Topic-based authoring allows for much more finely-grained measurement of content production. No longer are documentation managers restricted to only measuring when a document is completed and published, but they can now get a better understanding as to how long it takes to produce content. This is critical to know when planning ahead for future documentation releases. A good CCMS will enable a documentation manager to retrieve a wide range of metrics, allowing them to not only effectively measure the return on investment (ROI) for purchasing a CCMS, but also to understand ongoing production and quality issues. As an example of the latter, it should be possible to measure the topic reuse rate, providing the documentation manager information on whether existing content is being properly leveraged in the production of new content. Other types of production measurements, many of which relate to content quality, can also be measured effectively using a CCMS, including:
- Determining whether or not there is an optimal ratio of topic types being used (e.g., ensuring that there are enough task topics or troubleshooting topics in your user manuals)
- Establishing readability metrics for individual topics
- Tagging consistency throughout your document set
- Checking quality and consistent use of reused content
If a CCMS includes workflow features, it should also be possible to visually chart progress and how much work has been finished for a completed document. This type of function is critical in Agile-based development environments, making it possible for a documentation manager to attend Scrum meetings and show the velocity of documentation progress.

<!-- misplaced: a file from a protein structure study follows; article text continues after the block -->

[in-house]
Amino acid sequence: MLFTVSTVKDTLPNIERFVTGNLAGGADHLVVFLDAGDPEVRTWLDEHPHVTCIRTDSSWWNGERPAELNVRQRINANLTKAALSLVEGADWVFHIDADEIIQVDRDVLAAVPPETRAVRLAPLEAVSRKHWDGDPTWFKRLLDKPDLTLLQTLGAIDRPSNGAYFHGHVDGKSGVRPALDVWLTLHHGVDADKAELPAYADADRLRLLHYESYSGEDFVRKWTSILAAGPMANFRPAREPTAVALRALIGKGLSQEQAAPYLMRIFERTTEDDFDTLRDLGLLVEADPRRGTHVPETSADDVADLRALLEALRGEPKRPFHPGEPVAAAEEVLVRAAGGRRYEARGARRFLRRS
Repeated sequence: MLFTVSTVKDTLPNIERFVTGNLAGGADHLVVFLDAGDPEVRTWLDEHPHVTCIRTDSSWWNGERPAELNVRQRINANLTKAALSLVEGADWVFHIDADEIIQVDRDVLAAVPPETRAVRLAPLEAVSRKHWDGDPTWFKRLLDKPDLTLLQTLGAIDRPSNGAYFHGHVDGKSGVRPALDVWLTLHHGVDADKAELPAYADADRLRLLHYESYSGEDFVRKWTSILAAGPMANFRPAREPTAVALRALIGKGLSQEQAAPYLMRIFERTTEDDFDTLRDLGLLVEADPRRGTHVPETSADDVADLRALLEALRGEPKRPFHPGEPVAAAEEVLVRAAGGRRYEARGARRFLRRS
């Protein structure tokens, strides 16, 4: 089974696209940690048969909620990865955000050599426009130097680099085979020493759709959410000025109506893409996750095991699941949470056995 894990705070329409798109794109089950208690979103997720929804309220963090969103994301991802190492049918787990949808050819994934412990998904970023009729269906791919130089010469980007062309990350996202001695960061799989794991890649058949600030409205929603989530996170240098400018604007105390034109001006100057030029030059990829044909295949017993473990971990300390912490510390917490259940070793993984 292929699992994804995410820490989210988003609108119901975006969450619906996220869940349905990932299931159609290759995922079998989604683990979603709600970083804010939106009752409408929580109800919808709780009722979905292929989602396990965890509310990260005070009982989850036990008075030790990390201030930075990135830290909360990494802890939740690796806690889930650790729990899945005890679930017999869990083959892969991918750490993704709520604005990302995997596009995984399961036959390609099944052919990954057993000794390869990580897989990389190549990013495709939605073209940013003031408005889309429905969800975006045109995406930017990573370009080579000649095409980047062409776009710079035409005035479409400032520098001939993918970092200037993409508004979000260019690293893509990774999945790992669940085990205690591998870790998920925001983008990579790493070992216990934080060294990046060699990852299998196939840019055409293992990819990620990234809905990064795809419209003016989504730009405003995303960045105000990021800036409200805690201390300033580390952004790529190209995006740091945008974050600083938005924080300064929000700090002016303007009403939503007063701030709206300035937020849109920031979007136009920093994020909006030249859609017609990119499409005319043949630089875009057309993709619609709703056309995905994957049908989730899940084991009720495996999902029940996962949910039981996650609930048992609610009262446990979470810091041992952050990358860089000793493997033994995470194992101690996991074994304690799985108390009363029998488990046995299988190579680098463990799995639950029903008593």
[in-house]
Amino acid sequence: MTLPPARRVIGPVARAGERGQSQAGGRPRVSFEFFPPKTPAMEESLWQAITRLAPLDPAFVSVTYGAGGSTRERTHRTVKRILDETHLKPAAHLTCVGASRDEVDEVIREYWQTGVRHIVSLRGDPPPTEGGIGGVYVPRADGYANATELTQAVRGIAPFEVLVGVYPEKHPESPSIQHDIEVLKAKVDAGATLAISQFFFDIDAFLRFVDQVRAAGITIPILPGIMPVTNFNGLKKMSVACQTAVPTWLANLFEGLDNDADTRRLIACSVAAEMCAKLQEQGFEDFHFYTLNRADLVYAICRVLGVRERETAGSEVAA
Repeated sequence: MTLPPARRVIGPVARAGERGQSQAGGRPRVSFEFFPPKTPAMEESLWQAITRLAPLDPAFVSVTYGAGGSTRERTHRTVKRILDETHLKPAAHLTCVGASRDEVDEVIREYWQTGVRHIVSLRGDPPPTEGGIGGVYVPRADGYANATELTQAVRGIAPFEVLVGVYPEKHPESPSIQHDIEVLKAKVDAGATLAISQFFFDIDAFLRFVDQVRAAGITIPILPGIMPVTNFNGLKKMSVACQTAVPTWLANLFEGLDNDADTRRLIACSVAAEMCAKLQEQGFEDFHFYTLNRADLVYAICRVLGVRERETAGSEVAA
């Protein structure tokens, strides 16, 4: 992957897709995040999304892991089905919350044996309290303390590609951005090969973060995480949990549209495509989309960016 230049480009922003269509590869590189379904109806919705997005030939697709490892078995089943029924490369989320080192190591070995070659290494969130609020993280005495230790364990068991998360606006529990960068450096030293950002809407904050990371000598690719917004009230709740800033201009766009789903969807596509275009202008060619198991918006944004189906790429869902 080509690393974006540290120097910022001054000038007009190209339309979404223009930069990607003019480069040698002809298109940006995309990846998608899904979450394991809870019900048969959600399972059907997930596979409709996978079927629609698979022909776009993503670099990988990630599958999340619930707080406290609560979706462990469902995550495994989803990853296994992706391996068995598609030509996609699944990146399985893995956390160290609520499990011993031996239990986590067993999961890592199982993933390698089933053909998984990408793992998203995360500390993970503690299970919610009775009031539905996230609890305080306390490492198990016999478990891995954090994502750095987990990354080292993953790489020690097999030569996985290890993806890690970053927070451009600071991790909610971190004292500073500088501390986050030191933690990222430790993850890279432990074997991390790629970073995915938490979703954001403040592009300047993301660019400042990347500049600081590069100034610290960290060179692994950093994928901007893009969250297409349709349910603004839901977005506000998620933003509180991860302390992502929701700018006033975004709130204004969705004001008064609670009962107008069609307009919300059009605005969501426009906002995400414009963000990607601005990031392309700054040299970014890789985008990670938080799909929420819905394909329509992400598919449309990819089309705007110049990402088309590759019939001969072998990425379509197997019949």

Localization savings are often a key driver in the move to DITA and a CCMS, so when choosing a system, you want assurance that it manages localization well. Content reuse in the source language equates roughly to localization reuse, guaranteeing significant cost savings from the start. But there are other key features that can help further maximize your localization budget. First, ensure that it works natively with Unicode character sets, as this reduces costs that could otherwise be incurred from having to deal with code-page issues when a character in one language is displayed as another. Confirm that the localization process is easy to use, so that packaging up content to be translated and importing the localized content back into the system can be handled by someone who may not necessarily be skilled in translation. In my experience, it is rare for a firm to have dedicated localization coordinators whose sole job is to handle this process, so it needs to be simple and straightforward while also providing tools for “power users” who can verify the quality of the translation. Look for flexibility in translation formats: DITA and XLIFF as packaging formats for translation firms to work with, and the ability to handle other XML formats such as MathML and SVG easily.
Similarly, beware of CCMSs whose processes are based on proprietary localization formats. This helps avoid the possibility of vendor lock-in, and any process that transforms your XML to another format and back is error prone. A CCMS-based localization process should ultimately deliver on the promise of cost savings and be easy to use and robust enough to grow with your localization needs over time.
A typical commercial CCMS will include most of the features mentioned here and more. While it is possible to use DITA within a small team using a file folder filled with topics, documentation teams really begin to shine when they have a CCMS optimized for use with DITA.
Read CCMS case studies, go to online DITA forums (such as those on LinkedIn and Yahoo!), and visit vendor websites to get a better understanding of what is available. There are several hundred firms using DITA worldwide, so reach out to your colleagues and learn what they have to say and what they recommend. And when selecting a CCMS, do not focus strictly on cool functions, the UI, or even the price of the system; instead think of where you need to take your documentation team and what your users will expect of you five years from now.
By Keith Schengili-Roberts, ©2016 Intercom, Volume 63 Issue 9, October.